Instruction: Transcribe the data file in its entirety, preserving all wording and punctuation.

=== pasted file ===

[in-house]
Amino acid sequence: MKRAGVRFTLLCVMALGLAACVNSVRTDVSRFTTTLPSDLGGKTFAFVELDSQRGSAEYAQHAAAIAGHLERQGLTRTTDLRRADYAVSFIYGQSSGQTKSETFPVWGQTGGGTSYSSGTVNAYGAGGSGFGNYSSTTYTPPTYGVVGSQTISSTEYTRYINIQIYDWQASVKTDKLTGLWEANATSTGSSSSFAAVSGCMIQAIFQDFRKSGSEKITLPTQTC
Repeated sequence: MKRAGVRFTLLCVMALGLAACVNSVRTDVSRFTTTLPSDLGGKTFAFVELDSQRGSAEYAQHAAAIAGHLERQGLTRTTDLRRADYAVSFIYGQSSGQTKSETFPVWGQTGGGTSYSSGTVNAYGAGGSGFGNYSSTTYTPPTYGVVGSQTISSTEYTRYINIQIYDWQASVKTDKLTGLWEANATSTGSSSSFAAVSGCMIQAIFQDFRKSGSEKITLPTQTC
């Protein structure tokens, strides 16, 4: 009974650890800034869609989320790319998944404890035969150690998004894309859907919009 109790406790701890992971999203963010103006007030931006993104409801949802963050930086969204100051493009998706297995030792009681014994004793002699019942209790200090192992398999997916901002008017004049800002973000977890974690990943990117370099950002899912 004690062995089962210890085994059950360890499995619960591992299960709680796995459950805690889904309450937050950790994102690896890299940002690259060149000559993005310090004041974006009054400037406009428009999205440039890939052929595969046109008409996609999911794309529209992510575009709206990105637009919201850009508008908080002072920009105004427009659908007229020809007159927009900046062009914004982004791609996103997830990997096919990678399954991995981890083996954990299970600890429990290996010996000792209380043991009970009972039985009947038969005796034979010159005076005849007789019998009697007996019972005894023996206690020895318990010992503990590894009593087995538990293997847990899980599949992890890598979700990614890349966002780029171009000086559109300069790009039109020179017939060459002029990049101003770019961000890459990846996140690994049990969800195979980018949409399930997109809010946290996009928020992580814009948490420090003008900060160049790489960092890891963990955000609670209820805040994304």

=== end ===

[in-house]
Amino acid sequence: MKRAGVRFTLLCVMALGLAACVNSVRTDVSRFTTTLPSDLGGKTFAFVELDSQRGSAEYAQHAAAIAGHLERQGLTRTTDLRRADYAVSFIYGQSSGQTKSETFPVWGQTGGGTSYSSGTVNAYGAGGSGFGNYSSTTYTPPTYGVVGSQTISSTEYTRYINIQIYDWQASVKTDKLTGLWEANATSTGSSSSFAAVSGCMIQAIFQDFRKSGSEKITLPTQTC
Repeated sequence: MKRAGVRFTLLCVMALGLAACVNSVRTDVSRFTTTLPSDLGGKTFAFVELDSQRGSAEYAQHAAAIAGHLERQGLTRTTDLRRADYAVSFIYGQSSGQTKSETFPVWGQTGGGTSYSSGTVNAYGAGGSGFGNYSSTTYTPPTYGVVGSQTISSTEYTRYINIQIYDWQASVKTDKLTGLWEANATSTGSSSSFAAVSGCMIQAIFQDFRKSGSEKITLPTQTC
């Protein structure tokens, strides 16, 4: 009974650890800034869609989320790319998944404890035969150690998004894309859907919009 109790406790701890992971999203963010103006007030931006993104409801949802963050930086969204100051493009998706297995030792009681014994004793002699019942209790200090192992398999997916901002008017004049800002973000977890974690990943990117370099950002899912 004690062995089962210890085994059950360890499995619960591992299960709680796995459950805690889904309450937050950790994102690896890299940002690259060149000559993005310090004041974006009054400037406009428009999205440039890939052929595969046109008409996609999911794309529209992510575009709206990105637009919201850009508008908080002072920009105004427009659908007229020809007159927009900046062009914004982004791609996103997830990997096919990678399954991995981890083996954990299970600890429990290996010996000792209380043991009970009972039985009947038969005796034979010159005076005849007789019998009697007996019972005894023996206690020895318990010992503990590894009593087995538990293997847990899980599949992890890598979700990614890349966002780029171009000086559109300069790009039109020179017939060459002029990049101003770019961000890459990846996140690994049990969800195979980018949409399930997109809010946290996009928020992580814009948490420090003008900060160049790489960092890891963990955000609670209820805040994304």